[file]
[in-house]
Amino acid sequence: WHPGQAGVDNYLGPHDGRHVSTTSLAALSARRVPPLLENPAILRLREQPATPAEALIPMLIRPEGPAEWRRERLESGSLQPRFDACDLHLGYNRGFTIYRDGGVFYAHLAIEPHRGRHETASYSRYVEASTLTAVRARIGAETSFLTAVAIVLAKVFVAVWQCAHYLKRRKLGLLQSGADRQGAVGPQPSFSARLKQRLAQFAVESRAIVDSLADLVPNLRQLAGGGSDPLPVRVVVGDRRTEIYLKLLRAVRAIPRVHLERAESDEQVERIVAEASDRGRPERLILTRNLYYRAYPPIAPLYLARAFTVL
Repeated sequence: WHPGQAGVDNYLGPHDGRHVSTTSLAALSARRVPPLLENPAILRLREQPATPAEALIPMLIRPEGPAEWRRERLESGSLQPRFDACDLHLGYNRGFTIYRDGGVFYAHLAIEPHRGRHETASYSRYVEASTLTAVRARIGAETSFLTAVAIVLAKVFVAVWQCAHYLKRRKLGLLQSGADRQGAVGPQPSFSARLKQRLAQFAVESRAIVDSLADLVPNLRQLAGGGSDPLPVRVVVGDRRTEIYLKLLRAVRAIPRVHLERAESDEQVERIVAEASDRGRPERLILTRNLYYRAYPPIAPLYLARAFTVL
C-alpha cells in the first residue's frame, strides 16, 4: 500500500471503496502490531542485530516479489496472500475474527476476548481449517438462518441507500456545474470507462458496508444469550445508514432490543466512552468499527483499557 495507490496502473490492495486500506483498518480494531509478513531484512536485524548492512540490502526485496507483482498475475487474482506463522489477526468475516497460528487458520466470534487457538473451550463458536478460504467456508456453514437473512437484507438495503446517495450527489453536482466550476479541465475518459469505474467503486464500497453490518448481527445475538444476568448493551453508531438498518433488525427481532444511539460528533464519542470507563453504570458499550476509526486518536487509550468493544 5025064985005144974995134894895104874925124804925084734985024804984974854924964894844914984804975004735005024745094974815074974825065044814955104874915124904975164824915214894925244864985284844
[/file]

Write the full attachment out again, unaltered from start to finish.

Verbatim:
[in-house]
Amino acid sequence: WHPGQAGVDNYLGPHDGRHVSTTSLAALSARRVPPLLENPAILRLREQPATPAEALIPMLIRPEGPAEWRRERLESGSLQPRFDACDLHLGYNRGFTIYRDGGVFYAHLAIEPHRGRHETASYSRYVEASTLTAVRARIGAETSFLTAVAIVLAKVFVAVWQCAHYLKRRKLGLLQSGADRQGAVGPQPSFSARLKQRLAQFAVESRAIVDSLADLVPNLRQLAGGGSDPLPVRVVVGDRRTEIYLKLLRAVRAIPRVHLERAESDEQVERIVAEASDRGRPERLILTRNLYYRAYPPIAPLYLARAFTVL
Repeated sequence: WHPGQAGVDNYLGPHDGRHVSTTSLAALSARRVPPLLENPAILRLREQPATPAEALIPMLIRPEGPAEWRRERLESGSLQPRFDACDLHLGYNRGFTIYRDGGVFYAHLAIEPHRGRHETASYSRYVEASTLTAVRARIGAETSFLTAVAIVLAKVFVAVWQCAHYLKRRKLGLLQSGADRQGAVGPQPSFSARLKQRLAQFAVESRAIVDSLADLVPNLRQLAGGGSDPLPVRVVVGDRRTEIYLKLLRAVRAIPRVHLERAESDEQVERIVAEASDRGRPERLILTRNLYYRAYPPIAPLYLARAFTVL
C-alpha cells in the first residue's frame, strides 16, 4: 500500500471503496502490531542485530516479489496472500475474527476476548481449517438462518441507500456545474470507462458496508444469550445508514432490543466512552468499527483499557 495507490496502473490492495486500506483498518480494531509478513531484512536485524548492512540490502526485496507483482498475475487474482506463522489477526468475516497460528487458520466470534487457538473451550463458536478460504467456508456453514437473512437484507438495503446517495450527489453536482466550476479541465475518459469505474467503486464500497453490518448481527445475538444476568448493551453508531438498518433488525427481532444511539460528533464519542470507563453504570458499550476509526486518536487509550468493544 5025064985005144974995134894895104874925124804925084734985024804984974854924964894844914984804975004735005024745094974815074974825065044814955104874915124904975164824915214894925244864985284844